What kit should I take on a mountain walk?

Vivienne Crow, author of several Cicerone Press walking guides to Cumbria and the Lake District, answers the frequently asked question 'What kit should I take on a mountain walk?'.

Basic Navigation Equipment For A Mountain WalkIts Important To Spend Time Packing Your Rucksack

"The amount of gear you take on a walk and the clothes you wear will differ according to the length of the route, the time of year and the terrain you’re likely to encounter. Preparing for Scafell Pike in the height of winter, for example, requires more thought than when setting out to climb Helm Crag on a balmy spring afternoon.

Even in the height of summer, your daysack should contain everything you need to make yourself wind and waterproof. 

Most people carry several layers of clothing to cope with sudden changes in temperature and wind speed. 

As far as footwear goes, some walkers like good, solid leather boots with plenty of ankle support while others prefer something lighter. Whatever you wear, make sure it has a good grip and isn’t likely to result in a twisted ankle on uneven ground.

Every walker needs to carry a map and compass – and know how to use them. Always take food and water with you – enough to sustain you during the walk and extra rations in case you’re out for longer than originally planned. 

Emergency equipment should include a whistle and a torch – the distress signal being six flashes/whistle-blasts repeated at one-minute intervals. Pack a small first aid kit too.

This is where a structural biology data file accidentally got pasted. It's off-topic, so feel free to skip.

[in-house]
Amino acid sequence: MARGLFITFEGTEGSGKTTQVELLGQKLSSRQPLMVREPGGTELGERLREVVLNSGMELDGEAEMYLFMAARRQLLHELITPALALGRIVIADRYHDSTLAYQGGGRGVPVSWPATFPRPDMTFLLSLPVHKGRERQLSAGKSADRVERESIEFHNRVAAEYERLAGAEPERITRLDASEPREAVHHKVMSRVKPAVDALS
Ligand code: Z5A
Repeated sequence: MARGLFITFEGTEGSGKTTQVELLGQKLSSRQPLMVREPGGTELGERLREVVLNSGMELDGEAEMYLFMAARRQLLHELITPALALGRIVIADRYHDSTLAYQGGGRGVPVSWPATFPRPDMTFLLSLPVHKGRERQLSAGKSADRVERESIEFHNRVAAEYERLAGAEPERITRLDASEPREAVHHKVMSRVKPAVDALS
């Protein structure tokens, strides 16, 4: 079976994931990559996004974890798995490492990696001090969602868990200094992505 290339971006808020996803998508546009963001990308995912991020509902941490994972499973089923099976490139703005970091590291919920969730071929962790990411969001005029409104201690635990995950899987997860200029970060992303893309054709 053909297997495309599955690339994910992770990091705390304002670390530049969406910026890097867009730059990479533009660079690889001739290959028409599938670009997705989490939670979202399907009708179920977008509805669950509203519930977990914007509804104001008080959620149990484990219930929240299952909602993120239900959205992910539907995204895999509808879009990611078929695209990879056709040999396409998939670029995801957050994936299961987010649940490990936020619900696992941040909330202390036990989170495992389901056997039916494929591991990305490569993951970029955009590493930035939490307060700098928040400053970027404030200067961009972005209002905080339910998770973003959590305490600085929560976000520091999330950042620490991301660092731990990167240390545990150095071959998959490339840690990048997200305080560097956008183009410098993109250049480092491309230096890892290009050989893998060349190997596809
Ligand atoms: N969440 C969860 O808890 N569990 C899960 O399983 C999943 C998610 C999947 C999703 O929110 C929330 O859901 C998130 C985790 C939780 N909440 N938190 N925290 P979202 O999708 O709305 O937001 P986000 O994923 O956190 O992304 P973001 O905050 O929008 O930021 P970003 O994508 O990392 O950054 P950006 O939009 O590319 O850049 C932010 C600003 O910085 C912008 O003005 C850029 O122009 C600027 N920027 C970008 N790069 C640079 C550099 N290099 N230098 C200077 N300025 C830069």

Carry a fully charged mobile telephone, but use it to summon help on the hills only in a genuine emergency. If things do go badly wrong and you need help, first make sure you have a note of all the relevant details such as your location, the nature of the injury/problem, the number of people in the party and your mobile phone number. Only then should you dial 999 and ask for the Police, then mountain rescue. But remember that mobile reception is patchy in remote areas."

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Vivienne Crow

Vivienne is an award-winning freelance writer and photographer specialising in travel and the outdoors. A journalist since 1990, she abandoned the constraints of a desk job on regional newspapers in 2001 to go travelling. On her return to the UK, she decided to focus on the activities she loves the most – hill-walking, writing, travelling and photography. Based in north Cumbria, she has put her intimate knowledge of northern England to good use, writing more than a dozen popular walking guidebooks. She also contributes to a number of regional and national magazines, including several regular walking columns. Vivienne is a member of the Outdoor Writers and Photographers Guild.

View Articles and Books by Vivienne Crow

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